Enabling & Disabling Child Objects Based on Player Distance in Unity 3D

Sometimes you need to work with a large number of child objects that cover a large area of distance.  When I was working with a large meteor field for my game that had about 500 meteors, I found that I was using more system resources than necessary because all the meteor mesh was constantly there and being calculate.  To get around that, I wrote a script that checks the distance between the player and the object every X seconds.  If the object is within range of the player then enable them.  If not, then disable them.

Why every X seconds?  If it was done every frame I may as well have just kept the objects all visible.  Doing it, say, every 1 second cuts the processing down to about 1/30th.  Every 5 seconds 1/150th etc.

Visible Children Based On Distance - In Unity 3D

The blue circle in the middle represents the Player's location. The larger circle represents the distance that the child objects are visible from. The darker area is where the child objects would be disable and therefore not visible.

The process consists of two scripts for me.  One that sits on the parent and does the checking, since it’s always enabled.  The second script gets assigned to each child and contains two functions – enable and disable.

Here is the source code for the distance checker that should be placed on the parent object.

/* Written by Cassius Adams for the Super Space Trooper video game. http://www.SuperSpaceTrooper.com */
/* This script will enable and disable child objects based upon their distance
to the player.  It may be useful where you're trying to save resources if
there is a large number of child objects.  This script should be placed on
the parent object */
var player : GameObject; // Get the player so we can check for distance every X seconds (distanceCheck)
var distanceCheck : int = 1.0; // Time between checking distance of player to rock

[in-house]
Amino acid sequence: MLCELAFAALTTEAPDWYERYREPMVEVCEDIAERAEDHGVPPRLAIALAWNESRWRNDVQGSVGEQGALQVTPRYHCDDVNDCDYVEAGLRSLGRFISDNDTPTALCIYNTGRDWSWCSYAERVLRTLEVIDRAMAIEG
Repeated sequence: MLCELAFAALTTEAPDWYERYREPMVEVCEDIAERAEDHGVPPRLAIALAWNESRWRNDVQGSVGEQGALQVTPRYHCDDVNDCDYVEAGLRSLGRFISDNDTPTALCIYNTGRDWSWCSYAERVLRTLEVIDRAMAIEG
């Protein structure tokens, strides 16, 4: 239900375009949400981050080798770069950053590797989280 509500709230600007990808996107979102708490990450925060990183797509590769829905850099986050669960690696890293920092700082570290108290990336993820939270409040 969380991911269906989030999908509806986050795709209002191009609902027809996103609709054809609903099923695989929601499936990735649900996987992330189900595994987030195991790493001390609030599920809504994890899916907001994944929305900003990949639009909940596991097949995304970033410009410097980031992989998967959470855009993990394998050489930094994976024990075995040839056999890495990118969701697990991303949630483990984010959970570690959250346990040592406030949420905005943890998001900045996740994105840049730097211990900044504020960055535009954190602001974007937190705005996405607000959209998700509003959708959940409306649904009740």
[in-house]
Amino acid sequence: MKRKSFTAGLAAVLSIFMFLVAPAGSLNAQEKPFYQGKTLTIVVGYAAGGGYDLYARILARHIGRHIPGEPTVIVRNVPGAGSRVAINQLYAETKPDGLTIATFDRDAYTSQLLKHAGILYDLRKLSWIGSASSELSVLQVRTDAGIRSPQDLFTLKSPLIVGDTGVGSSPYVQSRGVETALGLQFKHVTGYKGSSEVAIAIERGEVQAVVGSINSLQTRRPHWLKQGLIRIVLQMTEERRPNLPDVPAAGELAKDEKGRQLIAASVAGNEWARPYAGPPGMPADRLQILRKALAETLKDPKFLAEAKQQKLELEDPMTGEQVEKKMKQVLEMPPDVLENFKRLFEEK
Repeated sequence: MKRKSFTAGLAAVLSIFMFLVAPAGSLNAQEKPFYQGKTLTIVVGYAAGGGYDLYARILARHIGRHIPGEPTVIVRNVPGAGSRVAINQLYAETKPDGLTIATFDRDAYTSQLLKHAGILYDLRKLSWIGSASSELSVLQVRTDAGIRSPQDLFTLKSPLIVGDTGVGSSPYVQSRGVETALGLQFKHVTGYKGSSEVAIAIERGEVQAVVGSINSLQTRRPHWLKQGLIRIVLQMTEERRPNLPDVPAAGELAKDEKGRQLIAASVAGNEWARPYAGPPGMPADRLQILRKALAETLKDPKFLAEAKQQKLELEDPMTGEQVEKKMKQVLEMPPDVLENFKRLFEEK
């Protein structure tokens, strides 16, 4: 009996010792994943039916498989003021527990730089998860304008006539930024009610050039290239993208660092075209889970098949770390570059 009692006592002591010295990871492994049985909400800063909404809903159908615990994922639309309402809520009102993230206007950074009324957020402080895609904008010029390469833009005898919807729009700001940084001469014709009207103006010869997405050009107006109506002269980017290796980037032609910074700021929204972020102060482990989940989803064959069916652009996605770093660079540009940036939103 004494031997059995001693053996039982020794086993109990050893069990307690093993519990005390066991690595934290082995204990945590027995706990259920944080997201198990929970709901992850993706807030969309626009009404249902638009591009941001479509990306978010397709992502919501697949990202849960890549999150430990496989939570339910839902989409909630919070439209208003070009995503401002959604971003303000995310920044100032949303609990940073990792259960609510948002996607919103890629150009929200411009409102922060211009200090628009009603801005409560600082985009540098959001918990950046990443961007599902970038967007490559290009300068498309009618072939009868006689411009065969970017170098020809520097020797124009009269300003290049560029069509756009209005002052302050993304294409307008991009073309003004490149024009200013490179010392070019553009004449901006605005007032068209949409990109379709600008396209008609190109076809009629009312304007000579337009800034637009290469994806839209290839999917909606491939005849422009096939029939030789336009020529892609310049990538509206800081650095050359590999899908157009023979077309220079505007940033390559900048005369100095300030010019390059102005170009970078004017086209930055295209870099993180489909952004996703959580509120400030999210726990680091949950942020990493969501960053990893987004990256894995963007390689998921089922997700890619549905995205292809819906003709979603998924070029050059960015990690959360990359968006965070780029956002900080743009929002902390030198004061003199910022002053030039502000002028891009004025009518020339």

var visibleDistance : int = 30; // Distance between player and rock before being visible
private var tempTime : float = 0; // Holds the next time to check time
private var objectDistance : float = 0; // Holds the distance to rock
var childScriptEnableDisable : ChildEnableDisable; // Gets the ChildEnableDisable script
function Start () {
	for (var child : Transform in transform) {
		// Lets us specify which child to run the enable/disable script on.
		childScriptEnableDisable = child.transform.gameObject.AddComponent(ChildEnableDisable);
function Update () {
	if(tempTime <= Time.time) {
		// Get the distance to all the child objects
		for (var child : Transform in transform) {
			if (player && child)
			    objectDistance = Vector3.Distance(player.transform.position, child.transform.position);
			if(objectDistance <= visibleDistance && child.transform.gameObject.active == false) {
				/* Then we call the enable/disable script and tell it to enable.
				Alternatively, we could just enable and disable materials, but I
				feel like completely disabling the objects may save resources. */
				childScriptEnableDisable = child.transform.gameObject.GetComponent(ChildEnableDisable);
				// We should also disable currently enabled objects if they're farther than objectDistance
			} else if (objectDistance > visibleDistance && child.transform.gameObject.active == true) {
				childScriptEnableDisable = child.transform.gameObject.GetComponent(ChildEnableDisable);
		tempTime = distanceCheck + Time.time;

Don’t forget to assign your player’s GameObject to the ‘player’ variable in the above script through the hierarchy.

Here is the source code that will be assigned to the child objects.  You do not need to place this onto the child objects, the above script will do that automatically.

/* Written by Cassius Adams for the Super Space Trooper video game. http://www.SuperSpaceTrooper.com */
This script will be assigned to the parent object's meteorScriptEnableDisable
variable in the DistanceVisible script.
The purpose for this script is to allow us to keep the child objects in
the hierarchy but choose when each is visible and when it's not.  It
is usually enabled by the container when the player is within range
to activate the enemy.
function DoDisable () { // Disables the game object and scripts
	gameObject.active = false;
function DoEnable () { // Enables the game object and scripts
	gameObject.active = true;

This is one approach to doing this.  Alternatively, of course, we could add a bunch of colliders to the child objects and then enable them when the player passes through the collider.  I feel like that would also take up additional resources as collisions are checked for each Update() frame.

If you find this script useful, or have another way of using it, please do comment below. :)

Posted in Javascript JS, Super Space Trooper, Unity 3D, Video Game Development

Leave a Reply

Your email address will not be published. Required fields are marked *



You may use these HTML tags and attributes: <a href="" title=""> <abbr title=""> <acronym title=""> <b> <blockquote cite=""> <cite> <code> <del datetime=""> <em> <i> <q cite=""> <s> <strike> <strong>